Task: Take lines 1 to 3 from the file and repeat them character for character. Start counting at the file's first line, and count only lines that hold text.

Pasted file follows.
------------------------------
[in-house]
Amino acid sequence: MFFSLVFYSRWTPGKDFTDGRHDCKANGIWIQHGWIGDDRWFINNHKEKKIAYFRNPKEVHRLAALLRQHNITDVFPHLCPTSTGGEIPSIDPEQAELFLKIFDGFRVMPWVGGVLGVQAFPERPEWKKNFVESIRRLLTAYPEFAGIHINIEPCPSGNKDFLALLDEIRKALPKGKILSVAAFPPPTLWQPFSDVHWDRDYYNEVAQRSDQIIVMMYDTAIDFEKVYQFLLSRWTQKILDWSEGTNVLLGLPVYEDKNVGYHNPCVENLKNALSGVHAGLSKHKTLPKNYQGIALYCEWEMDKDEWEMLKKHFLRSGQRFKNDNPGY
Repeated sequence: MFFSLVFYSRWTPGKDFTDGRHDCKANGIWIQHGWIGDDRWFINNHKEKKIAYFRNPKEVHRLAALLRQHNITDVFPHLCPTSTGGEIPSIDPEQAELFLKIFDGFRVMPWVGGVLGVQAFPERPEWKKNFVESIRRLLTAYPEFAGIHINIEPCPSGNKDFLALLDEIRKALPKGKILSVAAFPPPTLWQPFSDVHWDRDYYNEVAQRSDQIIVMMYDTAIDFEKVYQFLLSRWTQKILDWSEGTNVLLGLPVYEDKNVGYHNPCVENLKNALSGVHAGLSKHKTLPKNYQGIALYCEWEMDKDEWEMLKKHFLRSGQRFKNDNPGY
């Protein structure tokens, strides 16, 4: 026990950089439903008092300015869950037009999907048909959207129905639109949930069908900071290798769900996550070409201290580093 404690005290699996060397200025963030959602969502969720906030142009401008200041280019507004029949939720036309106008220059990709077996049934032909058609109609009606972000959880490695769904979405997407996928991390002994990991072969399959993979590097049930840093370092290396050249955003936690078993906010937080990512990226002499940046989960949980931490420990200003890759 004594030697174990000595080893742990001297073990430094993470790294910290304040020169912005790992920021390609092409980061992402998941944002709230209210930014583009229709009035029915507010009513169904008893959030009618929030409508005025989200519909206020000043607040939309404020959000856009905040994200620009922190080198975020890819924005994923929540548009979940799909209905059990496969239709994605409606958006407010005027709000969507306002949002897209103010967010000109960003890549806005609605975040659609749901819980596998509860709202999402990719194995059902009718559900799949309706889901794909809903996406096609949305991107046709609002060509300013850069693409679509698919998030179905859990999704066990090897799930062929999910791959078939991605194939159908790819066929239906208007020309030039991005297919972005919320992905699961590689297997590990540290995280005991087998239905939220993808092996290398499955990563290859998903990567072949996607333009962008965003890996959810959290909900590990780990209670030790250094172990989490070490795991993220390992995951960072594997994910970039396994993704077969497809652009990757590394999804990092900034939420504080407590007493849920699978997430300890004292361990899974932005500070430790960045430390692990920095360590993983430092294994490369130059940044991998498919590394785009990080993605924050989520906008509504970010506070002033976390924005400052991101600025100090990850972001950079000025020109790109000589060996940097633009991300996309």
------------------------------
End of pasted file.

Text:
[in-house]
Amino acid sequence: MFFSLVFYSRWTPGKDFTDGRHDCKANGIWIQHGWIGDDRWFINNHKEKKIAYFRNPKEVHRLAALLRQHNITDVFPHLCPTSTGGEIPSIDPEQAELFLKIFDGFRVMPWVGGVLGVQAFPERPEWKKNFVESIRRLLTAYPEFAGIHINIEPCPSGNKDFLALLDEIRKALPKGKILSVAAFPPPTLWQPFSDVHWDRDYYNEVAQRSDQIIVMMYDTAIDFEKVYQFLLSRWTQKILDWSEGTNVLLGLPVYEDKNVGYHNPCVENLKNALSGVHAGLSKHKTLPKNYQGIALYCEWEMDKDEWEMLKKHFLRSGQRFKNDNPGY
Repeated sequence: MFFSLVFYSRWTPGKDFTDGRHDCKANGIWIQHGWIGDDRWFINNHKEKKIAYFRNPKEVHRLAALLRQHNITDVFPHLCPTSTGGEIPSIDPEQAELFLKIFDGFRVMPWVGGVLGVQAFPERPEWKKNFVESIRRLLTAYPEFAGIHINIEPCPSGNKDFLALLDEIRKALPKGKILSVAAFPPPTLWQPFSDVHWDRDYYNEVAQRSDQIIVMMYDTAIDFEKVYQFLLSRWTQKILDWSEGTNVLLGLPVYEDKNVGYHNPCVENLKNALSGVHAGLSKHKTLPKNYQGIALYCEWEMDKDEWEMLKKHFLRSGQRFKNDNPGY